Case Studies would be helpful
Mr. Ky-Anh Nguyen mentioned that-

  • As AIGE is an ASEAN leaders’ endorsed Institution, so have to follow the ASEAN principles, and regulations, and consultation process with ASEAN secretariat should be carried out e.g.for those TOR and organization structure.

Session 7. The Way Forward
Was Chaired by H.E Dr U Set Aung Deputy Minister for Planning and finance and the Principal Discussant was H.E Ambassador Ong Keng Yong, Executive Deputy Chairman; Director, Institute of Defense and Strategic Studies, S. Rajaratnam School of International Studies, Nanyang Technological University, Singapore; Former ASEAN Secretary General.

H.E Dr. U Set Aung
There is an imperative need to mainstream green economy concepts, strategies, policies and practices into national development plans. The expanding opportunities for green jobs are evident in an increasing number of countries. Solar and wind renewable energy are some of the fastest growing sectors.
The presentations and discussions during the past two days have underscored the economic, social, health and ecological benefits. Important building blocks and directions have been recommended. These would need to be prioritize, taking into account the prevailing and emerging situations. Business as usual and pollute now and clean up later are not options. Building upon the last two days, he looked forward to sharpen and speed up the Way Forward toward a green clean and sustainable ASEAN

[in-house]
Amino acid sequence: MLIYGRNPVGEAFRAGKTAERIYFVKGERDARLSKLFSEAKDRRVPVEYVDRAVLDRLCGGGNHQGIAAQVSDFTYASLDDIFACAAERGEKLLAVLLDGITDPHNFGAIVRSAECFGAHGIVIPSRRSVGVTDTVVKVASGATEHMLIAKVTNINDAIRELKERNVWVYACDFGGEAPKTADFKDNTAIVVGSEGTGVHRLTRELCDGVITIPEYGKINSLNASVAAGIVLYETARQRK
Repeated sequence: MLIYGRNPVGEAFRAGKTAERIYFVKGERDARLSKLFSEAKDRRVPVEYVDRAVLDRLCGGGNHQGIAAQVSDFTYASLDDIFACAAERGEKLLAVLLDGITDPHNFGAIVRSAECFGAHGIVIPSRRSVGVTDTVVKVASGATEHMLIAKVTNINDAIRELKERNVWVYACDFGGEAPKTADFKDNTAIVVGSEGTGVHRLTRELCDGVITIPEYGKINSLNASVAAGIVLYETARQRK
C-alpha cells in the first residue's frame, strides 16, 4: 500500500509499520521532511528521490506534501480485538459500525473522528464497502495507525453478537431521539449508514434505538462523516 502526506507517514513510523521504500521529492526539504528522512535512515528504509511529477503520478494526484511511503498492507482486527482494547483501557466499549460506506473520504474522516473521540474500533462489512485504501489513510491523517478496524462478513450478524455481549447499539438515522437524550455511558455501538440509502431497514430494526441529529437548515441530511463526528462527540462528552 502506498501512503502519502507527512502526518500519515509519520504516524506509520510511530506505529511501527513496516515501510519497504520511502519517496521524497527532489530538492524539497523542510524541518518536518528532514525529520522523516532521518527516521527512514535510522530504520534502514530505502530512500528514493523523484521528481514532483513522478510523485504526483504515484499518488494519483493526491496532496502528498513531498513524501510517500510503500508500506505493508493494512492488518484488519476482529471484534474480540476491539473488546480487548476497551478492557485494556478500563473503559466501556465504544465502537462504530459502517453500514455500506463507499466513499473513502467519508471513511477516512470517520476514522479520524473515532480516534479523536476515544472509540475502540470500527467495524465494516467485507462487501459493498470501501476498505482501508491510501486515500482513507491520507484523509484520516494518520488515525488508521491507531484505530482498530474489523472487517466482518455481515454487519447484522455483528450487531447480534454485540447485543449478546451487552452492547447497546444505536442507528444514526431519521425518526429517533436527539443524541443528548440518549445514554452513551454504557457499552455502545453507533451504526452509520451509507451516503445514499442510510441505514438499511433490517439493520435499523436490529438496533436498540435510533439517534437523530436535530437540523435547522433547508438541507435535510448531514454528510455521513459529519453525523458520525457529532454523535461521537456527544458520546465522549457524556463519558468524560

H.E Ambassador Ong Keng Yong remarked

  • The AIGE is an ASEAN leaders’ endorsed project, so need to follow the requirements in accordance with the ASEAN organization, but, those procedures should not be restricting the process and development of AIGE institution.
  • With the TOR reviewed and approved by ASEAN Member States, it should not take too long to start AIGE and the implementation of its mentioned works.
  • There are ASEAN institutions, process and projects in those areas mentioned in AIGE’s scope. AIGE would need to collaborate with these institutions on projects and programmes. Green economy is fast emerging and is gaining interest regionally and internationally. .An integrated approach is imperative for green economy and sustainable development.
  • Additional resources need to be mobilized soonest.
  • Should start Public awareness and public education programs, in particular for industry and the private sector who are concerned with jobs loss with transition towards green economy.
  • Advised Public Affairs of ASEAN Secretariat to be involved expeditiously for outreach and awareness.
  • There is no Annex 1 organization
  • As per ASEAN charter, Annex 2 means ASEAN affiliated body.
  • When drawing ASEAN Charter in 2005-06-07, over 80 organizations became Annex 2 organizations.
  • AIGE as Annex 2 is not accurate, because these is a question “where is your physical presence in any other countries in ASEAN apart from Myanmar, as it needs to?”
  • AIGE is an ASEAN Leaders endorsed Track 2 body:
  • Track 1 is Government, Track 2 is non-government, think-tank institutes, etc.,Track 3 is business, Track 4 Youth.
  • For example, Council for Security Cooperation in the Asia Pacific (CSCAP) was the first Track 2 body.
  • Economic Research Institute for ASEAN and East Asia (ERIA) located in Jakarta, funded by ASEAN member states and Japan, is another example.